The Board of Taxation has released its preferred model for simplifying and modernising the current individual tax residency rules, based on a basic 183-day test.
New individual residency rules put forward by Board of Taxation
The government has finally released the Board of Taxation’s proposed new individual residency rules after it was completed and delivered to the Treasurer in March 2019.
The board’s proposed residency rules call for a two-step approach, with the first being a 183-day test - where an individual who spends 183 days or more in Australia is a tax resident.
The secondary rules will apply for individuals who are not in Australia for 183 days, with a commencing residency test and a ceasing residency test to determine residency.
These secondary rules adopt a day-count test together with a new factor test – four objective factors that the board, through consultation, has concluded best demonstrate an individual’s connection to Australia.
The four factors include the right to reside in Australia, Australian accommodation, Australian family, and Australian economic connections.
According to the board, when an individual is required to apply the factor test, and satisfies any two of the factors, the individual will be a resident under the factor test.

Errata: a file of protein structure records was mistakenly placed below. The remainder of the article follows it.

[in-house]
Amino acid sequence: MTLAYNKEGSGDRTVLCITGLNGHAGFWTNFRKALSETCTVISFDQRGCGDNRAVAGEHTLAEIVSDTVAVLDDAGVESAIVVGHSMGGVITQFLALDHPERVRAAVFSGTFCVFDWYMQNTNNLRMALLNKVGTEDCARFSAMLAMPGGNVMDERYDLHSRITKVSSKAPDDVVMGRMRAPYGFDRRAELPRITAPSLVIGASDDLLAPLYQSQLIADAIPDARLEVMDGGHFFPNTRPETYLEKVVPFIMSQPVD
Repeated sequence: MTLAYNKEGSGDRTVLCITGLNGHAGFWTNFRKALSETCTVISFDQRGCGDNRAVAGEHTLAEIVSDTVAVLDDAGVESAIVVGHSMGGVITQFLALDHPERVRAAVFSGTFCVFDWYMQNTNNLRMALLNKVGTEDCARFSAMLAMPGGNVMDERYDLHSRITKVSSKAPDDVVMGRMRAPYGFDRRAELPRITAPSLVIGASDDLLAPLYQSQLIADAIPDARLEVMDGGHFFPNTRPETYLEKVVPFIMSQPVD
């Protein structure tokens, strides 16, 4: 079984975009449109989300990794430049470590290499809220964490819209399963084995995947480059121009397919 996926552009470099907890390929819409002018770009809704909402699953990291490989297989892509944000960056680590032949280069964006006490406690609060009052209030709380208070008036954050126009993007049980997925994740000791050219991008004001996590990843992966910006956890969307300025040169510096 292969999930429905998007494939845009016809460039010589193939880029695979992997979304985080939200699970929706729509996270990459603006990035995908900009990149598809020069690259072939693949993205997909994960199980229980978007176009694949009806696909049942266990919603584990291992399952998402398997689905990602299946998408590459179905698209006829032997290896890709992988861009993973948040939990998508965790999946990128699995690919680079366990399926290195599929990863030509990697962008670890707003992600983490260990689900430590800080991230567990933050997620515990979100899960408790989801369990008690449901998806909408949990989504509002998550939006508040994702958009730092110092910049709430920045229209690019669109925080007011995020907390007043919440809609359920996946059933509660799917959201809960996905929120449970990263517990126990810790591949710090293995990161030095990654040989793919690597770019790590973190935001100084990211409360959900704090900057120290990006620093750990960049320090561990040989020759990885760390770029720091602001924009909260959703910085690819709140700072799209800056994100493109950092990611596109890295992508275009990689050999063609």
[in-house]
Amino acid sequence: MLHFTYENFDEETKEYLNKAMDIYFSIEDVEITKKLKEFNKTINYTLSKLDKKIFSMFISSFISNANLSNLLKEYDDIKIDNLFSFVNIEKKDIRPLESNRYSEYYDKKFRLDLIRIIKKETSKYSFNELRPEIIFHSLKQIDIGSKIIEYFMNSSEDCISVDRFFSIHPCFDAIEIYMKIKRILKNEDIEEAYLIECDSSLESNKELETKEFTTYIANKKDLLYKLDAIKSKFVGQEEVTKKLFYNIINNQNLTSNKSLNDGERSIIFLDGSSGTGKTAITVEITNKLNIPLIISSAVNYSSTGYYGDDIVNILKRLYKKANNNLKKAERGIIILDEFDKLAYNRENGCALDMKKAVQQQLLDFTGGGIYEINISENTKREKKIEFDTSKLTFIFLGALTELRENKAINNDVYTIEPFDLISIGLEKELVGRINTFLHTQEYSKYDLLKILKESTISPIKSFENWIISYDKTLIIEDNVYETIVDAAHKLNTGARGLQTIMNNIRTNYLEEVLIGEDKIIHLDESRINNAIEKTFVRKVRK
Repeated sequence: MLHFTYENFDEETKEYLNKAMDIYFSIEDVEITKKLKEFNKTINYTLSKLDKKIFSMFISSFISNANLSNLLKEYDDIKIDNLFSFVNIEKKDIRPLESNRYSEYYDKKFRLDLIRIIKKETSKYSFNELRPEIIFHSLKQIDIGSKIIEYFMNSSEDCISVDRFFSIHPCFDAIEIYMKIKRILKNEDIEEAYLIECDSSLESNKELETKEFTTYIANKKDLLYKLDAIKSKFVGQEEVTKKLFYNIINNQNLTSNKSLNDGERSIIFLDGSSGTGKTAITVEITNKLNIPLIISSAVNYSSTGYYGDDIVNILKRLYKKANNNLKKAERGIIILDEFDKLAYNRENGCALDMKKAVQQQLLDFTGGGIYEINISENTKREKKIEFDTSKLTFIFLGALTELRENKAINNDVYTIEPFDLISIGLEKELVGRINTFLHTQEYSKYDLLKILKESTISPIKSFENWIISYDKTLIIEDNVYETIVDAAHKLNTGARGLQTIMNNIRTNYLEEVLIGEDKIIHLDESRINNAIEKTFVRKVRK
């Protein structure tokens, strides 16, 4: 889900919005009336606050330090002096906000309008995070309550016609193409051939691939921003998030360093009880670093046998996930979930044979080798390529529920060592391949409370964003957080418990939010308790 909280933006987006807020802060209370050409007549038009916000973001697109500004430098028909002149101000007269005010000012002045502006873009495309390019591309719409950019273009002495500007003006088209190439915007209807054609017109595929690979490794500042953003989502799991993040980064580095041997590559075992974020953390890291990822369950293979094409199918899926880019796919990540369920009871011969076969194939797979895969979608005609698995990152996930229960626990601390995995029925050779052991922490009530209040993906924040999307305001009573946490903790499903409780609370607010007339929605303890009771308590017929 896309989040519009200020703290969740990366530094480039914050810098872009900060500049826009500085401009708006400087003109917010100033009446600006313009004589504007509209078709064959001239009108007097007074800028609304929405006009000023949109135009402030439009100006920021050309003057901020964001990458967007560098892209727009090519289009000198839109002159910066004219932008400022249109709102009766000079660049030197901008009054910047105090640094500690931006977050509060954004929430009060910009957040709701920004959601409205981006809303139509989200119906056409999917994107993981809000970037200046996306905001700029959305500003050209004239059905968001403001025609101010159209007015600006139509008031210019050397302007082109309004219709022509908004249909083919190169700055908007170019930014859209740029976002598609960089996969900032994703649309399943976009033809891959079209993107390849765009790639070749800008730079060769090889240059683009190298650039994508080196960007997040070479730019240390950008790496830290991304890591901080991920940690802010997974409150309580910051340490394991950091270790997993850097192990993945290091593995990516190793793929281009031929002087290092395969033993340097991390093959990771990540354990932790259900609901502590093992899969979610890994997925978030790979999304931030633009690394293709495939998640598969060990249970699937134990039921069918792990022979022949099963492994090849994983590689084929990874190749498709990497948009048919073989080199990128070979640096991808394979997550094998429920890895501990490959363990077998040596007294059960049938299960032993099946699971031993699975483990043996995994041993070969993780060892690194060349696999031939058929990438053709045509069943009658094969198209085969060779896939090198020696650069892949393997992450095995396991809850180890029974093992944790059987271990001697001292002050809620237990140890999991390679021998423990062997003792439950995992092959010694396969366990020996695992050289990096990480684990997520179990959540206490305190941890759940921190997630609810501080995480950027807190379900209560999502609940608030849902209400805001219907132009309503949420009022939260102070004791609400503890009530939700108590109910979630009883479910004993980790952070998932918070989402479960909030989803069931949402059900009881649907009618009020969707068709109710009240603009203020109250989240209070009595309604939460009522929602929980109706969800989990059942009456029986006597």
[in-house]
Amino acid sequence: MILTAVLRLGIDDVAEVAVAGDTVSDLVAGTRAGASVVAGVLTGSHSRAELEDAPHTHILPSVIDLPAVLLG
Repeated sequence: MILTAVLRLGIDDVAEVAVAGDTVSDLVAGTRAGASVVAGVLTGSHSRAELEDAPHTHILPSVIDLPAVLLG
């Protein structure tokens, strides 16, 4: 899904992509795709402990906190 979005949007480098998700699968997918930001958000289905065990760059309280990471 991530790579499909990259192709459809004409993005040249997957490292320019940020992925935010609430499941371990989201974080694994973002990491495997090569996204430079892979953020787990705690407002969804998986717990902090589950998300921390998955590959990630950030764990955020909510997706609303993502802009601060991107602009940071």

For Australian expatriates who have been seconded to work overseas, an overseas employment rule will apply, and an individual will cease residency where an overseas employment engagement is for more than two years; and accommodation is available in the place of employment for the duration of the engagement; and return to Australia for less than 45 days in each income year.
“The proposed rules address heightened uncertainty, reduce compliance costs and protect Australia’s tax base by reducing opportunities for manipulation,” said the Board of Taxation.
“Residency is a foundational concept upon which every individual must determine their tax affairs.
“Given the current state of affairs, the board considers that the case for prioritising this reform is compelling, and that these proposed rules provide a roadmap to modernisation.”
The latest proposal comes after the government refrained from taking a position on an earlier report, instead calling for the Board of Taxation to conduct further consultation on its key recommendations.
The government has yet to release its official response.